When Heinlein was called back to Los Angeles to write the script for Destination Moon, Ginny went to New York. They rejoined each other in Colorado Springs and were married when Heinlein’s divorce was finalized. There they designed and built their own home at 1776 Mesa Avenue. This home was featured in a 1952 issue of Popular Mechanics.

Link: This article, with photos of the house, is available at this site

…and it included a bomb shelter.

In 1965 Robert and Ginny Heinlein moved to a sea level location ultimately at 6000 Bonny Doon Road outside in Santa Cruz, California, where they again designed and built their own home in 1966 and 1967. While construction was under way, they rented a house near the University of California, Santa Cruz, at 115 Echo Street. This house also still stands. See Dan Henderson’ s illustrated article “Echo of History” in The Heinlein Journal No. 19, July 2006.

The Bonny Doon house came to have a 6 foot chain link fence — not, as rumor has it, to keep out the hippies and whackos who took “Stranger in a Strange Land” too seriously, but required by the insurance company to keep his construction materials safe.

Photos of Bonny Doon are available here for viewing courtesy of The Heinlein Society

Shortly before his death, they left the Bonny Doon house and moved to a house near Carmel, California. It was here Heinlein died.

After his death, Mrs. Heinlein moved to a suburb of Jacksonville in northern Florida, where she remained until her death.


Did he have a bomb shelter?

Yes, at his Colorado Springs, Colorado home. He built the shelter in 1961; he had not built one earlier because the house sat on a granite outcropping, and creating a shelter would have been prohibitively expensive and difficult. But he talked himself into it by preaching shelters in his 1961 Guest of Honor speech at SeaCon (see Requiem edited by Yoji Kondo), on the grounds that the best way to discourage a nuclear war was to be able to survive it.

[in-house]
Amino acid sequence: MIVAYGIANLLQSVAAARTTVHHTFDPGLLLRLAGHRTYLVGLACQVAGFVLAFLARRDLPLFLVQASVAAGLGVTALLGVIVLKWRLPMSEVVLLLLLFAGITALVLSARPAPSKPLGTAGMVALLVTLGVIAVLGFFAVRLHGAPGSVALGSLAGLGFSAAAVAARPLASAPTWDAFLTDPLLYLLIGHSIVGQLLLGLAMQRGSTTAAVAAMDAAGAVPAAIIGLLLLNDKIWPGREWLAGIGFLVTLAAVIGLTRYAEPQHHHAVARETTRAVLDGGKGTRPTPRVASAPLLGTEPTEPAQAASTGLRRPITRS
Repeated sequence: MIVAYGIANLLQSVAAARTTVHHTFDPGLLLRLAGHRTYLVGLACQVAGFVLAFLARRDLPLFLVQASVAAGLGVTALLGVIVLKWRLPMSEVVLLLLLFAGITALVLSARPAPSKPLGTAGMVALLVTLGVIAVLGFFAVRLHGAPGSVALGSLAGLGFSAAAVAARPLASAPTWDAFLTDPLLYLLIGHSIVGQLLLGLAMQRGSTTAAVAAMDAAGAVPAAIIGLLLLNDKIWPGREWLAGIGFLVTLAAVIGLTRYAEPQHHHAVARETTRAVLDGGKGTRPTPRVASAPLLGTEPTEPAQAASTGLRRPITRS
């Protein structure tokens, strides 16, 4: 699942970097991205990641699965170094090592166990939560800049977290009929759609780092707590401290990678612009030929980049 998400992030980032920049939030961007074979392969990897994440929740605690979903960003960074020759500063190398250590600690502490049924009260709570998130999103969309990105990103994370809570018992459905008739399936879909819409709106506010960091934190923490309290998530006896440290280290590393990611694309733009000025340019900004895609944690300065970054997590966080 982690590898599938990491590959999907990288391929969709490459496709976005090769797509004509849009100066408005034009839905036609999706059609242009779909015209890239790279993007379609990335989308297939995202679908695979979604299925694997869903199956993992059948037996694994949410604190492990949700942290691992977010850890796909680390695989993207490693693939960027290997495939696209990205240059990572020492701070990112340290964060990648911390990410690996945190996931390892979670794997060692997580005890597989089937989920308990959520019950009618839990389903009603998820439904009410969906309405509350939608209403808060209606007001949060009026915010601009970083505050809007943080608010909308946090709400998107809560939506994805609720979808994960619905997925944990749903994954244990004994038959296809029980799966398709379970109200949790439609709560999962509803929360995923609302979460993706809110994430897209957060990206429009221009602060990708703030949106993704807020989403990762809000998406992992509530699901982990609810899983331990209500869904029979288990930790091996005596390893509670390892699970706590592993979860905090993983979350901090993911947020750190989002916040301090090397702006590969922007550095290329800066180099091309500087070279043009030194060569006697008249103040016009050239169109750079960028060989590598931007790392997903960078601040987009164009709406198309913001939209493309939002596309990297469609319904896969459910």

When he had first built in Colorado Springs, a shelter was unnecessary — and indeed one small element of the search for a new place to live was that Colorado Springs was far from fallout patterns. However, in the mid-1950’s, NORAD Command was sited inside Cheyenne Mountain — directly outside Heinlein’s living room window — and Colorado Springs became the number 1 nuclear target in the United States.

Link: This article, with photos of the house, is available at this site


What Caused Robert to divorce Leslyn?

Leslyn became an alcoholic probably similar to her father. These kinds of problems can be hereditary. It’s not clear when her problems started. They became worse during stressful times when she needed a crutch. Surely her stressful problems increased during the period they lived in Philadelphia which contributed to the breakup.

Readers need to understand that much of this narrative is based on reading between the lines and that there are differences of opinion on Leslyn’s problems. In the beginning Leslyn was a very intelligent, good looking, strong woman who no doubt influenced Heinlein. At the end of their marriage she wasn’t the same woman.

Her problem became intolerable to Robert when they returned to their Lookout mountain house after the war. She was not able to conceal her drinking and was prone to weight loss and sickness. Robert took her to a psychiatrist but the treatment was not successful. It appeared that Leslyn did not want to change. When this was clear to Robert he asked for a divorce.


Who is Bill Corson?

Bill Corson was a young volunteer in Heinlein’s 1938 campaign for the Assembly District 59 seat in the California legislature. He became a friend of Robert’s for the rest of his life.